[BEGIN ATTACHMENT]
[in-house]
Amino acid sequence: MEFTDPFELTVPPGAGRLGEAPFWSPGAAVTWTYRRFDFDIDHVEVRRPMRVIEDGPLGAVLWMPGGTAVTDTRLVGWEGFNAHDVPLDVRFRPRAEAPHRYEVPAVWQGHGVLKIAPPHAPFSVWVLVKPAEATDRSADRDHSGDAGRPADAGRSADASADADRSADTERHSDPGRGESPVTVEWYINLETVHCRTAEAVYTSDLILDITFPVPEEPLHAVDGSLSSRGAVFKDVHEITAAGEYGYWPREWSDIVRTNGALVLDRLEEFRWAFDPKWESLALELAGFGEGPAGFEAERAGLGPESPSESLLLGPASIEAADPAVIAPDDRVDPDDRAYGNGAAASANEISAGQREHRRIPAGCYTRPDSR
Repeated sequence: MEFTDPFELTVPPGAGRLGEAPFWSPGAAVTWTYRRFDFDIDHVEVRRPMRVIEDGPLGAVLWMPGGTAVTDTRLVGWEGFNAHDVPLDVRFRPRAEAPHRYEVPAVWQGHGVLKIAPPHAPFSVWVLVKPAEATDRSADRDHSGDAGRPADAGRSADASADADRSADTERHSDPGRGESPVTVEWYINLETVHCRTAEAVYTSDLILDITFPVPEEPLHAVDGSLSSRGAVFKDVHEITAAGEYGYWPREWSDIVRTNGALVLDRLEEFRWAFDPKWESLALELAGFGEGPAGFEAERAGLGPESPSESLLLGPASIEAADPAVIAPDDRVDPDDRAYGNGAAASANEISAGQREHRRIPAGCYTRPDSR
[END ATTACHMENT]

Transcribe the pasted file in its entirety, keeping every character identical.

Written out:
[in-house]
Amino acid sequence: MEFTDPFELTVPPGAGRLGEAPFWSPGAAVTWTYRRFDFDIDHVEVRRPMRVIEDGPLGAVLWMPGGTAVTDTRLVGWEGFNAHDVPLDVRFRPRAEAPHRYEVPAVWQGHGVLKIAPPHAPFSVWVLVKPAEATDRSADRDHSGDAGRPADAGRSADASADADRSADTERHSDPGRGESPVTVEWYINLETVHCRTAEAVYTSDLILDITFPVPEEPLHAVDGSLSSRGAVFKDVHEITAAGEYGYWPREWSDIVRTNGALVLDRLEEFRWAFDPKWESLALELAGFGEGPAGFEAERAGLGPESPSESLLLGPASIEAADPAVIAPDDRVDPDDRAYGNGAAASANEISAGQREHRRIPAGCYTRPDSR
Repeated sequence: MEFTDPFELTVPPGAGRLGEAPFWSPGAAVTWTYRRFDFDIDHVEVRRPMRVIEDGPLGAVLWMPGGTAVTDTRLVGWEGFNAHDVPLDVRFRPRAEAPHRYEVPAVWQGHGVLKIAPPHAPFSVWVLVKPAEATDRSADRDHSGDAGRPADAGRSADASADADRSADTERHSDPGRGESPVTVEWYINLETVHCRTAEAVYTSDLILDITFPVPEEPLHAVDGSLSSRGAVFKDVHEITAAGEYGYWPREWSDIVRTNGALVLDRLEEFRWAFDPKWESLALELAGFGEGPAGFEAERAGLGPESPSESLLLGPASIEAADPAVIAPDDRVDPDDRAYGNGAAASANEISAGQREHRRIPAGCYTRPDSR